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Copenhagen Draws Thousands, But Will It Unify Or Divide?

A plot of land is surrounded by floodwaters in Rantau Panjang, Malaysia, in November 2009.
A plot of land is surrounded by floodwaters in Rantau Panjang, Malaysia, in November 2009.
As the Copenhagen climate conference dominates headlines this week, it's easy to forget that just a few years ago such summits went largely unnoticed by the public.

That's because even though global warming was widely discussed, there was little public sense it was an urgent problem.

Now that has changed dramatically, and the Copenhagen conference is providing ample proof of the extent.

The two-week conference has drawn some 15,000 people, and only a few hundred of them are actually delegates from the 192 participating countries.

The rest are scientists, representatives of NGOs, members of interest groups, and even simply onlookers. There are so many people, in fact, that Demark has deployed half of its police force to Copenhagen just to assure order.

What happened to make Copenhagen such a huge, global happening?

One change is a growing sense that countries are united in their desire to tackle global warming by controlling greenhouse emissions.

"The time for formal statements is over," UN climate chief Yvo de Boer said at the opening of the summit on December 7. "The time for restating well-known positions is past. The time has come to reach out to each other."

Part of the optimism comes from the active role now being played in the conference by the world's two biggest carbon emitters, China and the United States. Both have promised to control or cut emissions.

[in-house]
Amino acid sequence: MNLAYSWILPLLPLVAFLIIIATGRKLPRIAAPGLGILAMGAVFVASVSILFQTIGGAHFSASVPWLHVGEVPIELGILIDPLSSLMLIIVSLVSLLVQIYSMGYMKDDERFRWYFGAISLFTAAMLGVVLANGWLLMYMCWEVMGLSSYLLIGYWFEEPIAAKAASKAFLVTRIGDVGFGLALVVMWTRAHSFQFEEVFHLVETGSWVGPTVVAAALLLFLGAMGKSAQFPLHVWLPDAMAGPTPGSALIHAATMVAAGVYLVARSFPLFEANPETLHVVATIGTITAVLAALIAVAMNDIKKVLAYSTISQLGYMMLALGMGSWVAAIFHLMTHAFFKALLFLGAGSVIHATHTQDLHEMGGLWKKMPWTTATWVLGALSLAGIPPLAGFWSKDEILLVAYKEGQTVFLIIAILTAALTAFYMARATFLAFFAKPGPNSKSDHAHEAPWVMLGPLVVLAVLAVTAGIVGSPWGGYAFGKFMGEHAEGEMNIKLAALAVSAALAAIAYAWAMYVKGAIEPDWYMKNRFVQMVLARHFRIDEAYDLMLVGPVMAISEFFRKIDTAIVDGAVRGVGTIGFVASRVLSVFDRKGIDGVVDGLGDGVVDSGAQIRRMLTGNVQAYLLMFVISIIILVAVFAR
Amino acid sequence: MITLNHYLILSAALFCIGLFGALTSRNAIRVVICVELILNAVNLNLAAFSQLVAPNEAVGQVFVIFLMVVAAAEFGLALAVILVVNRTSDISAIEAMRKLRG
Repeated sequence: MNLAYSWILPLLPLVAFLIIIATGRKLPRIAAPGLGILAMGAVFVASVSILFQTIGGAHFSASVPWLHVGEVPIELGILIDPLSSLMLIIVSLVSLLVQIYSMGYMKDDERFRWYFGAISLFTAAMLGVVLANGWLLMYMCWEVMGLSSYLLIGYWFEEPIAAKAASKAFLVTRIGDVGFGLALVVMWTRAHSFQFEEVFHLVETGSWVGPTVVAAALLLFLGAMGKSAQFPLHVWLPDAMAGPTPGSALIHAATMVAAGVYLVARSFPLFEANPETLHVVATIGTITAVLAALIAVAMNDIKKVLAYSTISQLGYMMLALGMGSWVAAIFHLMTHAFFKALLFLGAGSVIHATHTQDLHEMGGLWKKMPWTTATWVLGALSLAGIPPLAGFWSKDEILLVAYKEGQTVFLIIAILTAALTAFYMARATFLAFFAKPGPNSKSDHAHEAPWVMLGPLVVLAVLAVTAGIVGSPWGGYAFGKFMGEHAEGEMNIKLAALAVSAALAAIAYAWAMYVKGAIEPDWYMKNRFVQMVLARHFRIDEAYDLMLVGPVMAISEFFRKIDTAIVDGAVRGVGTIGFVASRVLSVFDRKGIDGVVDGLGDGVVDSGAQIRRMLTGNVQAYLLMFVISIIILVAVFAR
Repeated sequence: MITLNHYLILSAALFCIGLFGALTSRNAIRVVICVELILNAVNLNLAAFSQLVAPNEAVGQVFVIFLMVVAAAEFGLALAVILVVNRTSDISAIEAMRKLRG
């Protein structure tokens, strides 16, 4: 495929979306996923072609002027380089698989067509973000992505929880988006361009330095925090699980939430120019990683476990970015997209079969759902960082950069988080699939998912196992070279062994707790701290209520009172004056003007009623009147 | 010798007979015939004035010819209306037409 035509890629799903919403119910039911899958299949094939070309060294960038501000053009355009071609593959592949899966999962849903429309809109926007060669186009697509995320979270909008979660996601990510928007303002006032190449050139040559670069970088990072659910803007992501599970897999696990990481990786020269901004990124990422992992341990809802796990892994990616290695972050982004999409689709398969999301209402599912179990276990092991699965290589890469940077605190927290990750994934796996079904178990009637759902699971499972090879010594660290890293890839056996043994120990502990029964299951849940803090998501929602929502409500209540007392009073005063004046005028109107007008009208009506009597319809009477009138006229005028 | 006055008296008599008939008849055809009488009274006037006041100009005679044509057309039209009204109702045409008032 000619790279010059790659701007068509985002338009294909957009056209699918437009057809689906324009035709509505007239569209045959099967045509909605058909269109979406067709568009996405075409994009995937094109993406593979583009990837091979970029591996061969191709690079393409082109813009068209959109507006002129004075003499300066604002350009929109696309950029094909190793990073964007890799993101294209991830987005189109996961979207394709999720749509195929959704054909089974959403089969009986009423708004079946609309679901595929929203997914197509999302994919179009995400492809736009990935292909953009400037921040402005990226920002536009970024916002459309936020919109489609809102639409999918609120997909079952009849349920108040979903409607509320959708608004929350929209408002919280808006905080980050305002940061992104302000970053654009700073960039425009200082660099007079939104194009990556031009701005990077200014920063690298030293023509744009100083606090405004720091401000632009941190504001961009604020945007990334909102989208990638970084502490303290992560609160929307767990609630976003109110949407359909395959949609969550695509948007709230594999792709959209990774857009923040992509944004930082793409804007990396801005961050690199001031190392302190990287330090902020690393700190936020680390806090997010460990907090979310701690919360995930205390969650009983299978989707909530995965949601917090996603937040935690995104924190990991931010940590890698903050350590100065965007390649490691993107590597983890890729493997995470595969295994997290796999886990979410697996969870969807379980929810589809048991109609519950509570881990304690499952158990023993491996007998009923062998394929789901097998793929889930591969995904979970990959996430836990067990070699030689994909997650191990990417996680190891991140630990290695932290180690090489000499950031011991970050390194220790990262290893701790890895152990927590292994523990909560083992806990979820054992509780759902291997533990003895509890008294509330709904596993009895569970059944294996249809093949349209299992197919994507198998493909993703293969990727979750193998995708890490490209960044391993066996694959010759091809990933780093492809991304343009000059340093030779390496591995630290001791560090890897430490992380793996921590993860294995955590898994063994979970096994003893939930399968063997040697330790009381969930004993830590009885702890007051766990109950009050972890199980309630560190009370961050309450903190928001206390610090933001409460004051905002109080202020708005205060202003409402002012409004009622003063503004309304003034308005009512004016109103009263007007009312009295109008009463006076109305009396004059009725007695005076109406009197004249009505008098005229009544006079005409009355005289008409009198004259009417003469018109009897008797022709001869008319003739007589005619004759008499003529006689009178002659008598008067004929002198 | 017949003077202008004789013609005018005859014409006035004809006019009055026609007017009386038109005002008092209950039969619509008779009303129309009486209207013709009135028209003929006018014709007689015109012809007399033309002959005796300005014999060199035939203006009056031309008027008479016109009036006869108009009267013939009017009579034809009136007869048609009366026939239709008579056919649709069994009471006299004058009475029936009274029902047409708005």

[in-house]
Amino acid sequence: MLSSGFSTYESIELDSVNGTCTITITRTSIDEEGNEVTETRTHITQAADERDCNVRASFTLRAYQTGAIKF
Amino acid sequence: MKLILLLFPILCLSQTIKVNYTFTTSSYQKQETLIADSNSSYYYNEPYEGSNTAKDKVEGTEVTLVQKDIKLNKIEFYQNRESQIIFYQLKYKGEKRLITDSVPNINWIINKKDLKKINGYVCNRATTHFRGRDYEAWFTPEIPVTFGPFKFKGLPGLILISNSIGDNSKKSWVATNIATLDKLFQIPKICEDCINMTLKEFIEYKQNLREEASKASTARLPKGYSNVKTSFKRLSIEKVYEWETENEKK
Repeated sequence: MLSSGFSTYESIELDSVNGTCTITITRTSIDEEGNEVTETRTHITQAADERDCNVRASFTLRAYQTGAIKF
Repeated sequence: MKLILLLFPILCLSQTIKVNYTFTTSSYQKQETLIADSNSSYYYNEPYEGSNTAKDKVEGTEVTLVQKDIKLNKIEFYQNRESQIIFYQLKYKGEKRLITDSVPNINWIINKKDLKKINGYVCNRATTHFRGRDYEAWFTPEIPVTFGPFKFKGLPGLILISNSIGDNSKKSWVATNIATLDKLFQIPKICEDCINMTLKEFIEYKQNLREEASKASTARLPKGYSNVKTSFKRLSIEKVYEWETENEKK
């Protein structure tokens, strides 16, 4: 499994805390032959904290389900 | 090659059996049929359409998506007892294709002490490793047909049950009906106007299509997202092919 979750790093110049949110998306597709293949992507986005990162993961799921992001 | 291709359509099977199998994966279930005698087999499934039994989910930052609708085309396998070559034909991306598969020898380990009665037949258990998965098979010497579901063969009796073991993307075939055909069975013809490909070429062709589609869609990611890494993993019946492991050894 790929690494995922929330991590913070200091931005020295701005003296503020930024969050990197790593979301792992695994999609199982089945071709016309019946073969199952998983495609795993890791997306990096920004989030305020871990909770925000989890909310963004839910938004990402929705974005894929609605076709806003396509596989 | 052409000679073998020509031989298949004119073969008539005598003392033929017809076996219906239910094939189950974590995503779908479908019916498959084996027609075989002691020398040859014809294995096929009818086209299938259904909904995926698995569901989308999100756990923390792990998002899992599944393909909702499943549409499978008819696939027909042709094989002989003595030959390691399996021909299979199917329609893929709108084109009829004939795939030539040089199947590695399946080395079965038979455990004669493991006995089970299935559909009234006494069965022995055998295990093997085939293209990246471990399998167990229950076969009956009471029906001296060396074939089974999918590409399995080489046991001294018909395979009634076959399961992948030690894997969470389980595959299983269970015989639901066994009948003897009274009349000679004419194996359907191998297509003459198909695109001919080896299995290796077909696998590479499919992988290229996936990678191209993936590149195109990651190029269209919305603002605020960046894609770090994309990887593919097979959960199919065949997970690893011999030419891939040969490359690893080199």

By contrast, neither country ratified the emissions-cutting treaty that came out of the last great global warming conference in Kyoto in 1997.

But a still more important reason for intense interest in Copenhagen may be a shift in public opinion that began as recently as seven years ago.

Pushed To The Fore

It was only in 2002 that the U.S. government acknowledged for the first time that man-made pollution is largely to blame for global warming.

Then there were the Nobel Peace Prize awards of 2007.

The prize went partly to the UN Intergovernmental Panel on Climate Change (IPCC), which warned greenhouse gas emissions could lead to extreme climate patterns including floods, droughts, and storms.

It also went to U.S. Vice President Al Gore, whose "An Inconvenient Truth" placed the connection between human activities and global warming on theater screens around the world.

But if many people now regard global warming as an urgent, and potentially catastrophic problem, the world is still a long way from finding a solution.

Potential strategies for curbing global emissions involve hundreds of billions of dollars, with developed countries helping to fund the efforts of developing ones. That is giving rise to new debate of whether the cost may be too much to bear, even as Copenhagen goes forward.